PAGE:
Moises Alou entered unfamiliar territory Friday when he stepped into the Wrigley Field postgame interview room.

"First time this year I've been in here," he said, "for reasons you folks know well."

Alou, a disappointment in his first four months as a Cub, was there because he went to bat in the 12th inning looking for a fastball after Sammy Sosa had walked.

"I got the fastball to hit on the first pitch," Alou said. "I didn't try to do too much with it. Just a nice compact, aggressive swing."

Alou lined the fastball from Colorado reliever Victor Santos into the left-field bleachers for the two-run home run that beat the Rockies 6-4. Alou scored behind Sosa, who greeted him at the plate, clasped him in a bearhug and bounced him up and down.

Hearty members in the crowd of 38,493 stuck around to see the victory that deserved to go to Kerry Wood in regulation.

Wood pitched seven innings. He limited the Rockies to four hits and two runs, walked only two and struck out a season-high 13. The score was tied 2-2 when Wood departed after throwing 119 pitches.

Pinch-hitter Angel Echevarria and Sosa homered in the home half of the seventh to give the Cubs a 4-2 lead. Wood was in line to improve his record to 10-5.

But Wood had to settle for a no-decision because Cubs closer Antonio Alfonseca closed the door on his foot in the ninth. Jack Cust, just recalled from Triple-A Colorado Springs, whacked Alfonseca with his first hit of the year, a two-run homer that tied the game 4-4.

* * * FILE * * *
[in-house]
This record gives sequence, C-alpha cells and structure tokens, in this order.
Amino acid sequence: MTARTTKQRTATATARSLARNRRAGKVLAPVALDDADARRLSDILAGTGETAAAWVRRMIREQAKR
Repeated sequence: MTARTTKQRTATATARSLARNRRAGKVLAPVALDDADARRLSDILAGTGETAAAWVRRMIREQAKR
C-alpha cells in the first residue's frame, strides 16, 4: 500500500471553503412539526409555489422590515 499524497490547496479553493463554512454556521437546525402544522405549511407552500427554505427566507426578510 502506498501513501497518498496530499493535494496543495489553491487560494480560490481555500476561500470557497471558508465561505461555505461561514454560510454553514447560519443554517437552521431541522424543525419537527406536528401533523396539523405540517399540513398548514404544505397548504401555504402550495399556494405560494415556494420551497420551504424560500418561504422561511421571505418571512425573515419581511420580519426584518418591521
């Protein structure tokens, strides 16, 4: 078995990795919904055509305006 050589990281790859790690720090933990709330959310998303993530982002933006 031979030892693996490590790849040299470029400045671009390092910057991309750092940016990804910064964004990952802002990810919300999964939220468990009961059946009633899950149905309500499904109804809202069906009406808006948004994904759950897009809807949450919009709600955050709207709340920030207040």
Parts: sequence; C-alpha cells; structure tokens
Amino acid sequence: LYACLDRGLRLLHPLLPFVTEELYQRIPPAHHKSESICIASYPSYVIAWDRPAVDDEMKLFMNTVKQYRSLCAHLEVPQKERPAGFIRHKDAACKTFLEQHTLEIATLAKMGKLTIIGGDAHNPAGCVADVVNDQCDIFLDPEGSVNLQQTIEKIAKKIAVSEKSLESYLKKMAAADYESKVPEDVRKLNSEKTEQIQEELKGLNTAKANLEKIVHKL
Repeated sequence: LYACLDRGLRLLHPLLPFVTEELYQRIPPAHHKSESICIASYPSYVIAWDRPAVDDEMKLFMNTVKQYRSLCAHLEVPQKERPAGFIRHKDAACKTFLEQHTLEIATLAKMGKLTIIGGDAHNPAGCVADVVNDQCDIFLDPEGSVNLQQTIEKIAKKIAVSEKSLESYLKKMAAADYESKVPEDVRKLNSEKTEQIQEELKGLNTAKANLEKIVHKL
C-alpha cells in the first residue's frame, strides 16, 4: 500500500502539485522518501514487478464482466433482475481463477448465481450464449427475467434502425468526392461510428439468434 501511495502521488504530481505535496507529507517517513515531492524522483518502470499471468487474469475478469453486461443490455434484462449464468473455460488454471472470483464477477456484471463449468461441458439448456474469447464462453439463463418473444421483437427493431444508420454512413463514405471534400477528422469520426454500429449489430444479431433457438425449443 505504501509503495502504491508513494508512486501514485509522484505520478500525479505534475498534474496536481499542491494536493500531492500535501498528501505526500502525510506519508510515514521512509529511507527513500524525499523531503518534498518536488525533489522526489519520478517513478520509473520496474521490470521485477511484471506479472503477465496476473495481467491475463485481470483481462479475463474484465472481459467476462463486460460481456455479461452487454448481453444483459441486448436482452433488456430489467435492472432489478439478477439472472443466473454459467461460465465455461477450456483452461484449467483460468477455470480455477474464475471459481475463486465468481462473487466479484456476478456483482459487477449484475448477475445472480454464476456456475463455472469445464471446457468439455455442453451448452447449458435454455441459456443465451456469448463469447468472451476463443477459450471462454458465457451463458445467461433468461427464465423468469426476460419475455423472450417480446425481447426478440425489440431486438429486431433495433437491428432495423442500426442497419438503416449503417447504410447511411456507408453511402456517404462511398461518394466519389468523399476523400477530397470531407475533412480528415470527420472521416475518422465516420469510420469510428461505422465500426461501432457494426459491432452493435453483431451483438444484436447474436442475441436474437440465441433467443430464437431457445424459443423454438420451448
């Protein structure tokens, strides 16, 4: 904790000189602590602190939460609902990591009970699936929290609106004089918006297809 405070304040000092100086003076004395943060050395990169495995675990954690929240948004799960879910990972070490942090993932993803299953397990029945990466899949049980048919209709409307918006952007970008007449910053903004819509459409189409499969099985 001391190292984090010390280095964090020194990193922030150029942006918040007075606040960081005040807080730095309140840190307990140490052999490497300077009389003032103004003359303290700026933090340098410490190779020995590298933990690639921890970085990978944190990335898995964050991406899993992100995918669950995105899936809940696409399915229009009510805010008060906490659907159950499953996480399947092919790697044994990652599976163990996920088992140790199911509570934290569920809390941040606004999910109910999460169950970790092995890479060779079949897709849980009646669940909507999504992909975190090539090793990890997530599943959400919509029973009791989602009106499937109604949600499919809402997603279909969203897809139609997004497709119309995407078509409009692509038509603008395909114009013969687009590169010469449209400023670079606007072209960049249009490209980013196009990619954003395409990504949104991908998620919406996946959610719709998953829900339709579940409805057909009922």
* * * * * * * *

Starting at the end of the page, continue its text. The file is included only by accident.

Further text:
"Kerry Wood was great today," Alou said. "He looked like the pitcher I hated to face when I was with Houston."

In five starts since the All-Star break, Wood has fanned 38 in 34 innings and has walked only seven. He has allowed 104 hits in 141 innings for the season.

"I had 2 1/2 pitches working," Wood said. "I had a good fastball. I located my slider for strikes or got them to chase it off then plate. My curve was working too.

"I might have been able to pitch the eighth or even the ninth if I hadn't thrown so many pitches (27) in the first inning," Wood said.

Wood and manager Bruce Kimm avoided criticizing Alfonseca for his blown save.

"That's part of the game," Wood said.

"Nobody feels worse than Alfonseca," Kimm said. "He tries so hard. If it's possible to try too hard, he does. He'll still be our closer. He's strong and throws hard. This will help us."

Catcher Joe Girardi pointed out that although Alfonseca yielded two runs in his only inning of work, relievers Jose Cruz, Jeff Fassero and winner Joe Borowski (3-4) combined to pitch five scoreless innings.

Part of the reason for their second-straight victory was that the Cubs held Colorado's Larry Walker, hitting .362, and Todd Helton, hitting .326, to one hit in 12 at-bats.